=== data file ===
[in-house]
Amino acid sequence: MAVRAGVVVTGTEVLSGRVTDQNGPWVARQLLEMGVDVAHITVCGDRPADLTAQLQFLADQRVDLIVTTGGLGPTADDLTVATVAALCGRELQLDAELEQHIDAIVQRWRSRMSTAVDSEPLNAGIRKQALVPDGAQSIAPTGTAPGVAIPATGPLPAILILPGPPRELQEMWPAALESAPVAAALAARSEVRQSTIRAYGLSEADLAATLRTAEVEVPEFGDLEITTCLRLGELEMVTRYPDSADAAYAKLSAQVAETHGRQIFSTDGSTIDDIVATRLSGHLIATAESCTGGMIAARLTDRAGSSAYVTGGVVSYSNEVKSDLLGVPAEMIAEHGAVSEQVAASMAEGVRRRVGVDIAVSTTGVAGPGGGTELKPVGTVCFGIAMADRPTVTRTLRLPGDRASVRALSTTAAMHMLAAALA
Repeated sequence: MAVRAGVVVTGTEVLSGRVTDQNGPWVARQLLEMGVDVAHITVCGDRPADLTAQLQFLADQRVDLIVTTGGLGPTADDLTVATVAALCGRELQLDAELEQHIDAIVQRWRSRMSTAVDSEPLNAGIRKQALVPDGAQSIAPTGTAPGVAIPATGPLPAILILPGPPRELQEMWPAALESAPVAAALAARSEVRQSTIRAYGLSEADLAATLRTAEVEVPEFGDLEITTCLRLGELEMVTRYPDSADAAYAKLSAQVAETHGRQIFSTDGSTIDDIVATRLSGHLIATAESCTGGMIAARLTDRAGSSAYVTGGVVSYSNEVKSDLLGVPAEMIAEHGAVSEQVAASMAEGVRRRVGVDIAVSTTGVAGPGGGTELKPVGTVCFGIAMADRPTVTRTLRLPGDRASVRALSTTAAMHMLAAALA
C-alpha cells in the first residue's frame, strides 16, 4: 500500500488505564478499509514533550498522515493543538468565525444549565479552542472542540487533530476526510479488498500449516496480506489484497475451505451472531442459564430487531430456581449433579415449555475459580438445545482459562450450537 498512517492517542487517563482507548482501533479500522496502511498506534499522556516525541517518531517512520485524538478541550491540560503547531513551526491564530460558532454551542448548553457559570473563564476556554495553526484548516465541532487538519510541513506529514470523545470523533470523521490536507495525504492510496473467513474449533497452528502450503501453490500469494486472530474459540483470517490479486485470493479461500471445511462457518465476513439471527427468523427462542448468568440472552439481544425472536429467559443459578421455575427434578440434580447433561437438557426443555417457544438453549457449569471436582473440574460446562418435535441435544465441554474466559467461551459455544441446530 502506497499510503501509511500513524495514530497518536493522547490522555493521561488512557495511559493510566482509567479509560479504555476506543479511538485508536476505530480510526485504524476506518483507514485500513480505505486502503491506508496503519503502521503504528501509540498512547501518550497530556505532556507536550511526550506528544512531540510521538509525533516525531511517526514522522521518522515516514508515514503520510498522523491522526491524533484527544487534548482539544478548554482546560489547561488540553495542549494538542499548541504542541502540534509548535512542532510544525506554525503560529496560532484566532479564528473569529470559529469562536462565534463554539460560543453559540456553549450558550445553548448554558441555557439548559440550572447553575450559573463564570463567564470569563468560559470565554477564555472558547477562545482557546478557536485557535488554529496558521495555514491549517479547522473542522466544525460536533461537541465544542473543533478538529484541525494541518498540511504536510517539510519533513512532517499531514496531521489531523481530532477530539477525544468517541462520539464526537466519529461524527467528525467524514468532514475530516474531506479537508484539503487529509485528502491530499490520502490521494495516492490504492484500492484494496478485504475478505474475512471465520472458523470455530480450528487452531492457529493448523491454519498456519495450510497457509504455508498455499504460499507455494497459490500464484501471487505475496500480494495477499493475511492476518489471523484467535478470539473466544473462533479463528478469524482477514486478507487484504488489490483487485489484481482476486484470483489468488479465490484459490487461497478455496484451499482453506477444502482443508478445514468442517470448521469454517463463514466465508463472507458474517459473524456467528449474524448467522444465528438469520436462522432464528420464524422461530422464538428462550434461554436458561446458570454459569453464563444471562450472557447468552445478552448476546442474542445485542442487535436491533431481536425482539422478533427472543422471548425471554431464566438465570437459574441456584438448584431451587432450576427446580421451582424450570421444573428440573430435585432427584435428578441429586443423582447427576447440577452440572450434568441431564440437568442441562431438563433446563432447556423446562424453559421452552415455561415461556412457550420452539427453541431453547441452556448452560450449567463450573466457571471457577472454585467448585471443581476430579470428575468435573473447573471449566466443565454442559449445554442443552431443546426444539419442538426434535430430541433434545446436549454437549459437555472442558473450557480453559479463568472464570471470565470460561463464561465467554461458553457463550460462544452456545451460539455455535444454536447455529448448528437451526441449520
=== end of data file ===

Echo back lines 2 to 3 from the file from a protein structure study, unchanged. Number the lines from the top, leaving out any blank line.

Amino acid sequence: MAVRAGVVVTGTEVLSGRVTDQNGPWVARQLLEMGVDVAHITVCGDRPADLTAQLQFLADQRVDLIVTTGGLGPTADDLTVATVAALCGRELQLDAELEQHIDAIVQRWRSRMSTAVDSEPLNAGIRKQALVPDGAQSIAPTGTAPGVAIPATGPLPAILILPGPPRELQEMWPAALESAPVAAALAARSEVRQSTIRAYGLSEADLAATLRTAEVEVPEFGDLEITTCLRLGELEMVTRYPDSADAAYAKLSAQVAETHGRQIFSTDGSTIDDIVATRLSGHLIATAESCTGGMIAARLTDRAGSSAYVTGGVVSYSNEVKSDLLGVPAEMIAEHGAVSEQVAASMAEGVRRRVGVDIAVSTTGVAGPGGGTELKPVGTVCFGIAMADRPTVTRTLRLPGDRASVRALSTTAAMHMLAAALA
Repeated sequence: MAVRAGVVVTGTEVLSGRVTDQNGPWVARQLLEMGVDVAHITVCGDRPADLTAQLQFLADQRVDLIVTTGGLGPTADDLTVATVAALCGRELQLDAELEQHIDAIVQRWRSRMSTAVDSEPLNAGIRKQALVPDGAQSIAPTGTAPGVAIPATGPLPAILILPGPPRELQEMWPAALESAPVAAALAARSEVRQSTIRAYGLSEADLAATLRTAEVEVPEFGDLEITTCLRLGELEMVTRYPDSADAAYAKLSAQVAETHGRQIFSTDGSTIDDIVATRLSGHLIATAESCTGGMIAARLTDRAGSSAYVTGGVVSYSNEVKSDLLGVPAEMIAEHGAVSEQVAASMAEGVRRRVGVDIAVSTTGVAGPGGGTELKPVGTVCFGIAMADRPTVTRTLRLPGDRASVRALSTTAAMHMLAAALA